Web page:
Late in 1932, Wager was invited to join the 1933 Everest Expedition as a last-minute replacement for Noel Odell. Wager, Hugh Ruttledge, the expedition leader, Jack Longland and Percy Wyn-Harris arrived at Darjeeling on February 17 and began the long trek to Everest, climbing up to 14,900 ft at the Tibet boundary. Wager arrived at Base Camp with the ‘hill trots’ and needed a week to recover. On May 29, Wager, Wyn-Harris and Longland with eight porters reached Camp VI and on May 30, Wager and Wyn-Harris made the first assault on the summit.
They reached about 28,100 ft, approximately the same point as Norton and Summerville had reached in 1924 but were blocked by the ‘second step’ which Wager considered unclimbable. Nonetheless, this was the highest on Everest without oxygen until Reinhold Messner and Peter Habeler made their successful ascent in 1978. Wager and Wyn-Harris then returned to Camp VI, where the second summit party consisting of Frank Smythe and Eric Shipton was waiting. They ascended to the same point but did not get any higher. During their descent, Wager forced himself up to the NE shoulder of the mountain, becoming the only climber to have looked down on the SE face of Everest until Hillary and Tenzing did so 20 years later. When Dr McLean, the expedition Medical Officer, examined Wager and Wyn-Harris in the camp, he found both had dilated hearts.
When Wager arrived home, he was obliged to lecture around the country to raise money for the Mount Everest Committee as well as to continue with his teaching and research at Reading. When he had arrived at Reading, the Geology Department only had two rooms called ‘The Hut’ but they moved into new labs in 1931. Wager was not a natural lecturer but he managed to fascinate the students with petrology all the same. However, immediately after his lectures, he would stalk back to his room on the hour, bang the door shut and get on with the Skaergaard struggle. He was at his best with students in the field, unravelling geological problems before their eyes.
The Wagers spent July 1938 in Norway and took the opportunity to visit V.M. Goldschmidt at his home. This was to be the only meeting between Wager and Goldschmidt, although they corresponded later and Wager’s group at Oxford subsequently devoted considerable effort to testing the validity of the Goldschmidt Rules based on geochemical data from the Skaergaard rocks.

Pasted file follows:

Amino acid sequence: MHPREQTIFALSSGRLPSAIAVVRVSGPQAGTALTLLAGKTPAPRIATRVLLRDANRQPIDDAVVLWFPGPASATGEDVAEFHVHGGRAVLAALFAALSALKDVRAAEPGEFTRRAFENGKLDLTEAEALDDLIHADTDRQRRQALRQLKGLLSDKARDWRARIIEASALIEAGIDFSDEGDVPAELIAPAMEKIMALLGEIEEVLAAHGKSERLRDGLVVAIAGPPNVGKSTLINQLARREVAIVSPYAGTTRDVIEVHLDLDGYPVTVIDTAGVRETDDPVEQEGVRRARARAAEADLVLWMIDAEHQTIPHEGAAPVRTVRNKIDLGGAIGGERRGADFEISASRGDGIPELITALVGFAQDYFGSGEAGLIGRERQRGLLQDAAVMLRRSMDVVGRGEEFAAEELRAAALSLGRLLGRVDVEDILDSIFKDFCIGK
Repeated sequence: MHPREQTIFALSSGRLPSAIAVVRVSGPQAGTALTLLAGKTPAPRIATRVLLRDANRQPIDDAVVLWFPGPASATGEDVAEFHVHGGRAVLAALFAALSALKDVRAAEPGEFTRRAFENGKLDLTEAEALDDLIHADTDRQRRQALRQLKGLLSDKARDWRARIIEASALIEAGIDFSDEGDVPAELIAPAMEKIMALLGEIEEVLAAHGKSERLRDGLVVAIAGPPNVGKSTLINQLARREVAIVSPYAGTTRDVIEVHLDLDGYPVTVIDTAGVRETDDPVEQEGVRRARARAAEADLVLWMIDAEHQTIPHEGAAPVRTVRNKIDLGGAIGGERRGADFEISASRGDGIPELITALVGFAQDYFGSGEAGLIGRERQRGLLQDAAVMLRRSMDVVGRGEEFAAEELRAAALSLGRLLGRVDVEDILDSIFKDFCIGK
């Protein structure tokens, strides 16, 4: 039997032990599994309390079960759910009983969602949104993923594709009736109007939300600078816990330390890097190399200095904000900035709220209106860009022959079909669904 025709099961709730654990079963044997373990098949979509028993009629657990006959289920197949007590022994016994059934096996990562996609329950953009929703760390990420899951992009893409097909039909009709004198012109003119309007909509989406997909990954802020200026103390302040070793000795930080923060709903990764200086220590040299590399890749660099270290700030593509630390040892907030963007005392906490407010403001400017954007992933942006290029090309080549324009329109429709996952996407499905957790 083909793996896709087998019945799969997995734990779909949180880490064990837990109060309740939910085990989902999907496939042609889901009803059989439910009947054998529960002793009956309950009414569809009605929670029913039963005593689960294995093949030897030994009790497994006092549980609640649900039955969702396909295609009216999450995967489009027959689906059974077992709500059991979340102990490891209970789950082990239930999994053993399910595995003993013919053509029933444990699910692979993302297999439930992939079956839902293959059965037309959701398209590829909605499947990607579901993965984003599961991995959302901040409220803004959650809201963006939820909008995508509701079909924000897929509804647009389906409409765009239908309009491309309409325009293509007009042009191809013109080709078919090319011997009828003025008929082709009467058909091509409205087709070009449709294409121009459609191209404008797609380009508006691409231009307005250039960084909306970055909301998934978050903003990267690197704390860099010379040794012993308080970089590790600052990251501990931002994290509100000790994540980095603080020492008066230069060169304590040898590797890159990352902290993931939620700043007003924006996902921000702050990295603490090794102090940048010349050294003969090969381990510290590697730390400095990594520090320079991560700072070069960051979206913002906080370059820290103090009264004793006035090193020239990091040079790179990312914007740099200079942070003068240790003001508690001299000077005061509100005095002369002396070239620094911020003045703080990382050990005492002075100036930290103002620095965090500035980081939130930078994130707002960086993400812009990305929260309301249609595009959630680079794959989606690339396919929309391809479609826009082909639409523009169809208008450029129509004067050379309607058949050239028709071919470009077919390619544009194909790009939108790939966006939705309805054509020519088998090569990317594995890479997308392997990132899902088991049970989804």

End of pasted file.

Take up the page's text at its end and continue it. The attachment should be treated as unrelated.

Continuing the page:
In March 1940, Michael Spender visited Wager in Reading to discuss a photogrammetric machine he had imported to England for interpreting air photographs. Wager knew Spender from the Mikkelsen Expedition to East Greenland in 1932 where Spender had made a fine map of 1,000 sq miles of Kangerdlugssuaq using stereo-photogrammetric surveying. In May, Wager was persuaded to join the Photographic Interpretation Unit of the Air Ministry as a civilian. He was commissioned into the Royal Air Force Voluntary Reserve (RAFVR) in August and in 1942 volunteered to lead a small photographic interpretation unit to Murmansk to trace the key German ship the Tirpitz. While in Murmansk, the Tirpitz was found with the aid of their three long-range reconnaissance Spitfires and they were ordered home, much to Wager’s relief. The Tirpitz was eventually sunk in November, 1944, off Tromsø in Norway. Wager had survived the notorious Murmansk run and was Mentioned in Despatches.
In 1943, Wager was appointed to succeed Arthur Holmes as Professor at Durham but was only released from the RAFVR after Lord Eustace Percy, the Vice-Chancellor of Newcastle University, wrote to his friend, Sir Archibad Sinclair, the secretary of State for Air. At Durham, Wager helped found Geochimica et Cosmochimica Acta (Shaw 2003), the first volume of which carried his classic paper on the geochemistry of the Skaergaard intrusion with Robert Mitchell. Wager remained an editor of GCA until his death.
In the austerity of post-war Britain, research in Greenland was out of the question. Accepting the Society’s Bigsby Medal in 1945, Wager said that reconnaissance work in distant places had to be replaced by work of the same exactitude nearer to home. Thus began his work with Fred Stewart, David Vincent, Malcolm Brown and David Bell on the British Tertiary Igneous Province. A year later Wager was made a Fellow of the Royal Society.
Wager’s election to the Oxford Chair of Geology was announced on 6 April 1950. In going to Oxford, Wager was taking over a moribund department and set about creating a modern, world-class geology department by broadening the teaching staff and, over the years, attracting the likes of Louis Ahrens, Ross Taylor, David Vincent, Malcolm Brown, Richard Lambert, Harold Reading. Ron Oxburgh, David Bell and Jack Zussman among others. By the late 1950s, Wager had managed to re-establish the Department of Geology and Mineralogy and had imbued the department with a determined and enthusiastic research spirit.
Wager himself focused on new methods of chemical analysis as pioneered by V.M. Goldschmidt. X-ray fluoresence spectrography became important during this period and was used for analysing Skaergaard samples. In addition, Instrumental Neutron Activation Analysis (INAA) was being developed by Albert Smales and his Analytical Chemistry Group at Harwell and was extensively used at Oxford. This approach led to the investigation of more elements in Skaergaard material. The joint studies with Harwell culminated in the publication of Methods in Geochemistry by Smales and Wager in 1960.